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  • Center Stage: Joseph Vecsey

    Joseph VecseyI was able to talk with Joseph Vecsey, an up and coming comic in the New York scene. Vecsey was a great guy that discussed his past and how he got to where he is today. Joe has opened for Godfrey, Donnell Rawlings, Jim Breuer, Susie Essman, and hosts The All Star Comedy Showcase at the Bay Street Theatre every year. This year’s event is June 17th and includes Kenny Garcia, Vic Henley, Chris Clarke, and Mark Riccadonna. Joe is definitely a busy guy who seems to have at least one hand in everything, but always gets the job done.

    Born and raised in New York City, Vecsey got his start by teaching himself how to write feature length movie scripts in high school. Vecsey continued to sharpen his writing skills through college when some of his friends began to try their luck in stand up comedy. “My second or third year in college, a friend said maybe he wanted to start doing stand up or was thinking about it. I said ‘I’ll write some jokes for you.’ I didn’t want to do it. So I wrote a bunch of jokes and he was like ‘alright, you should do it too.’ I really didn’t want to but I went to an open mic, New York Comedy Club, there was like ten people. I was sh*tting my pants, scared to death. So I went up and I did well and I was hooked from that day.” Vecsey said of his comedic beginnings. Read More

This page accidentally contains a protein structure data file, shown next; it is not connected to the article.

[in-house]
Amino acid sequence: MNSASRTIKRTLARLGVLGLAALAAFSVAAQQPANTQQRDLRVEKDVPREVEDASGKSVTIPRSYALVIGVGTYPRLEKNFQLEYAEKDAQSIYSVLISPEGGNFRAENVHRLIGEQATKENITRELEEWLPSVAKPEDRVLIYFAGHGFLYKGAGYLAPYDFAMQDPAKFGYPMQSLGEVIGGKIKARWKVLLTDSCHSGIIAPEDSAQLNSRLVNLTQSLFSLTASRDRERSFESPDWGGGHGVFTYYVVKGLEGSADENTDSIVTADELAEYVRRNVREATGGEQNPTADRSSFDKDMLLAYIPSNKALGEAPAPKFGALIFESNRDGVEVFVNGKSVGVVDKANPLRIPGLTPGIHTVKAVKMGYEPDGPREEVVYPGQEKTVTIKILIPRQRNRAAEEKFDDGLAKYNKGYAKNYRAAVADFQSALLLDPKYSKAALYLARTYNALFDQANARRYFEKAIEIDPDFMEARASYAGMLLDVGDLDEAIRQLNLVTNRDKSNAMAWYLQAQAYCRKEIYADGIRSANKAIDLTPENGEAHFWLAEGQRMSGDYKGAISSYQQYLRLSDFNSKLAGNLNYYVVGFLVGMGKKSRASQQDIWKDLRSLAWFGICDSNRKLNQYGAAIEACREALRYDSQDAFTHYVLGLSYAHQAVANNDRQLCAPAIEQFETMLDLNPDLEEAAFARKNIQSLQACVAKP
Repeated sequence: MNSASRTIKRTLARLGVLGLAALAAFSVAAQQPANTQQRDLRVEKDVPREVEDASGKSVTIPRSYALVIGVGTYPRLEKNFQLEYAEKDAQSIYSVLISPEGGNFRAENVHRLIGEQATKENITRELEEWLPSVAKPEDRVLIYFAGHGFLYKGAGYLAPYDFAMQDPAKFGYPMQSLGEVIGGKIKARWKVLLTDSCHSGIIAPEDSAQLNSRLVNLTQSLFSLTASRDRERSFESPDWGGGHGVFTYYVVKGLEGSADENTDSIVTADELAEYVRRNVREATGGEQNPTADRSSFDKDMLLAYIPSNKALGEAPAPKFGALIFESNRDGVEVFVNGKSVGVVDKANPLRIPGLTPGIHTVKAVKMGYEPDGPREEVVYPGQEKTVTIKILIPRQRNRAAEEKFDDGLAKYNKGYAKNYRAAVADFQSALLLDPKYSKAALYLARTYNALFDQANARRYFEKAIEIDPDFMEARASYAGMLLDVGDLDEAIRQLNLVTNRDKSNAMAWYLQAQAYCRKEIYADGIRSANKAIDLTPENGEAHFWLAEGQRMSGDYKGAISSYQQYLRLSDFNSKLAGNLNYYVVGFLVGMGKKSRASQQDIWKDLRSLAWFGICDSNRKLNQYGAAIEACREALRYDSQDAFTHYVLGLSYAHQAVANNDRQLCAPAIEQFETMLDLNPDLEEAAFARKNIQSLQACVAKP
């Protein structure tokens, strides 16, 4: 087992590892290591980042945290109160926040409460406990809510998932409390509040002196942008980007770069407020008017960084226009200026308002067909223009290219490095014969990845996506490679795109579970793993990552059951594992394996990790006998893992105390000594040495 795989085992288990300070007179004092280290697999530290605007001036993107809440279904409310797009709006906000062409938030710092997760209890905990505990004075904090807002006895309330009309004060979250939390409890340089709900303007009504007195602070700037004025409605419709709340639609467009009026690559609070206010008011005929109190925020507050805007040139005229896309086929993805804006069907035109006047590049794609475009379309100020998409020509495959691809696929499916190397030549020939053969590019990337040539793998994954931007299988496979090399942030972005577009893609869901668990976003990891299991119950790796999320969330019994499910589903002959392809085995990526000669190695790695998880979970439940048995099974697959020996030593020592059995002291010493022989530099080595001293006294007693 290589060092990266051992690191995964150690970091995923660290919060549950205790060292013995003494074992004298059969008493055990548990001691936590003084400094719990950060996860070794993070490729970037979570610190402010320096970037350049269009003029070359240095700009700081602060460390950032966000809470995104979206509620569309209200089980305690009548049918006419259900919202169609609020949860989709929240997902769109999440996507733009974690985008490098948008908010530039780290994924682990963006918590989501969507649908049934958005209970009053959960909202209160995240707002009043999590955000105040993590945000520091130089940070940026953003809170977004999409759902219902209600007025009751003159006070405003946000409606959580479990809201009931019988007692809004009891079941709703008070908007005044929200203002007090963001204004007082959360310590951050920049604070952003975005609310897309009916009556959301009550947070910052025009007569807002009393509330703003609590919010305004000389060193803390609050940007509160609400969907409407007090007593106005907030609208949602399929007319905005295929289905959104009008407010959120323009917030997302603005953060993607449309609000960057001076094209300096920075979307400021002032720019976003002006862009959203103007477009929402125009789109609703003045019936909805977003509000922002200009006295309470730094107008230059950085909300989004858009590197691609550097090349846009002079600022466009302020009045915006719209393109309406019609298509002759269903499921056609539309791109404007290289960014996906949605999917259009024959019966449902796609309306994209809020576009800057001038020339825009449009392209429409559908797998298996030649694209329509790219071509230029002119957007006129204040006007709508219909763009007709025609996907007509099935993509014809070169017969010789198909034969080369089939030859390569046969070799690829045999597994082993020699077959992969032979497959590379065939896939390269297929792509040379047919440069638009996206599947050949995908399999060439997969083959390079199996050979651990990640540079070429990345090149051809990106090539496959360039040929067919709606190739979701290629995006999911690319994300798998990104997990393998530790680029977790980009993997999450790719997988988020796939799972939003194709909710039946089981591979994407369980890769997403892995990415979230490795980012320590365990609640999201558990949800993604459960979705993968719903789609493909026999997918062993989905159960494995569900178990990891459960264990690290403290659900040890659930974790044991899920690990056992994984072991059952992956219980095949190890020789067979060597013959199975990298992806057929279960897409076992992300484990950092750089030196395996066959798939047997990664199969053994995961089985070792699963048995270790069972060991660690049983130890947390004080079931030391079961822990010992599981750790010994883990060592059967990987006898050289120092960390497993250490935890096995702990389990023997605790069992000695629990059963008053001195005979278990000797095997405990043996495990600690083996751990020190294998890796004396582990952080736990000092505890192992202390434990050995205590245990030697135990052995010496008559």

Center Stage: Carl De Gregorio

    Carl DeGregorioHere he is, today’s man of the hour, Mr. Carl De Gregorio. Carl is an up and coming comedian who I had the privilege of catching up with. He’s a great guy with a hilarious sense of humor as well as a true appreciation for the art of acting.

    Carl got his start in the acting world and at a young age when he was accepted to The New Jersey’s Governor’s School for the Arts. He later went on to graduate from Carnegie Mellon University, a very prestigious school. Believe it or not, Carl originally wanted to be a serious actor, but realized he was always looking for the lighter side of acts. “The thing is, when you go to these drama schools they don’t want you to be funny because they want you to be serious. I had a natural inclination to be funny… I’d always try to find something funny in a scene.” So he tried his hand in stand-up comedy in New York City. He says he has enjoyed it and the grind of becoming a full time comedian began.